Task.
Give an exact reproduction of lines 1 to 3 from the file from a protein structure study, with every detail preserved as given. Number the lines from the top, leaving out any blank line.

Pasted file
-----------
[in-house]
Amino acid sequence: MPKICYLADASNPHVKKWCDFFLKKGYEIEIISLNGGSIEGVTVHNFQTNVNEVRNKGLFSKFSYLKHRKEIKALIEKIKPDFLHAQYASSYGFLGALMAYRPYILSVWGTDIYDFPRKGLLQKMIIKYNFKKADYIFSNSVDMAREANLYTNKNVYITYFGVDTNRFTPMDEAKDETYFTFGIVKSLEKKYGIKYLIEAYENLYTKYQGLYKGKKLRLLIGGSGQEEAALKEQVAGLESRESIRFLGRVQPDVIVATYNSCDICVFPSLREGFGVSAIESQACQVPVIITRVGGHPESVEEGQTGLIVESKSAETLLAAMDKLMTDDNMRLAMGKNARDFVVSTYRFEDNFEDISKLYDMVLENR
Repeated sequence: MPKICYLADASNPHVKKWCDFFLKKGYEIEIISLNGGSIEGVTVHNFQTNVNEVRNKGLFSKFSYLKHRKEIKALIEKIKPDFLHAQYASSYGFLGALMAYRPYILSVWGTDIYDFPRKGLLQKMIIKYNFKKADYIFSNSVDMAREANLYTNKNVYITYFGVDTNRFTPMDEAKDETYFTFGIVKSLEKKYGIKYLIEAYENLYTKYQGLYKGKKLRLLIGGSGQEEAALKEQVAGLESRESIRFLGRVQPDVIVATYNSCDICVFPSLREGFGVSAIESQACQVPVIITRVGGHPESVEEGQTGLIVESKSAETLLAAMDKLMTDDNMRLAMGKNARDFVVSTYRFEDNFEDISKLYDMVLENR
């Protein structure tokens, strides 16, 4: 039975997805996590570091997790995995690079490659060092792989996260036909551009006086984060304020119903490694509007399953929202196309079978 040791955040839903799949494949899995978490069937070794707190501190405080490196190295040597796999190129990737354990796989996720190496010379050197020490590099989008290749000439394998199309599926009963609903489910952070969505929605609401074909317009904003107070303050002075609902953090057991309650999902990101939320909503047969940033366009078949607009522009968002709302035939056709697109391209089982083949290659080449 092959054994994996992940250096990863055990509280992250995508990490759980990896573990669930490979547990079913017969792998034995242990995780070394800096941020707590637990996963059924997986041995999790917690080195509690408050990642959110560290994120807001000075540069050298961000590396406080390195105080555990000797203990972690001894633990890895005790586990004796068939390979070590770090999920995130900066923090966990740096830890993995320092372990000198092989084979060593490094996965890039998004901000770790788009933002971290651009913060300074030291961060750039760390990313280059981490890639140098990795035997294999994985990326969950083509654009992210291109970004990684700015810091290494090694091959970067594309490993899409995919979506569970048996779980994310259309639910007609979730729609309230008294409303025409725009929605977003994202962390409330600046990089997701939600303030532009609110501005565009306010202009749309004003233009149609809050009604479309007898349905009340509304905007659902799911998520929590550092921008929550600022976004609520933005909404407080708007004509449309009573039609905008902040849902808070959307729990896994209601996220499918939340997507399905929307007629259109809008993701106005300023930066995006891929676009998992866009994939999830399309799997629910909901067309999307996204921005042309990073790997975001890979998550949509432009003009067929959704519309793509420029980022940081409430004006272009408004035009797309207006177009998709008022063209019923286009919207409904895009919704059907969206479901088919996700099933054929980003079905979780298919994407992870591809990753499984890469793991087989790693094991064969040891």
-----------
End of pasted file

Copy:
[in-house]
Amino acid sequence: MPKICYLADASNPHVKKWCDFFLKKGYEIEIISLNGGSIEGVTVHNFQTNVNEVRNKGLFSKFSYLKHRKEIKALIEKIKPDFLHAQYASSYGFLGALMAYRPYILSVWGTDIYDFPRKGLLQKMIIKYNFKKADYIFSNSVDMAREANLYTNKNVYITYFGVDTNRFTPMDEAKDETYFTFGIVKSLEKKYGIKYLIEAYENLYTKYQGLYKGKKLRLLIGGSGQEEAALKEQVAGLESRESIRFLGRVQPDVIVATYNSCDICVFPSLREGFGVSAIESQACQVPVIITRVGGHPESVEEGQTGLIVESKSAETLLAAMDKLMTDDNMRLAMGKNARDFVVSTYRFEDNFEDISKLYDMVLENR
Repeated sequence: MPKICYLADASNPHVKKWCDFFLKKGYEIEIISLNGGSIEGVTVHNFQTNVNEVRNKGLFSKFSYLKHRKEIKALIEKIKPDFLHAQYASSYGFLGALMAYRPYILSVWGTDIYDFPRKGLLQKMIIKYNFKKADYIFSNSVDMAREANLYTNKNVYITYFGVDTNRFTPMDEAKDETYFTFGIVKSLEKKYGIKYLIEAYENLYTKYQGLYKGKKLRLLIGGSGQEEAALKEQVAGLESRESIRFLGRVQPDVIVATYNSCDICVFPSLREGFGVSAIESQACQVPVIITRVGGHPESVEEGQTGLIVESKSAETLLAAMDKLMTDDNMRLAMGKNARDFVVSTYRFEDNFEDISKLYDMVLENR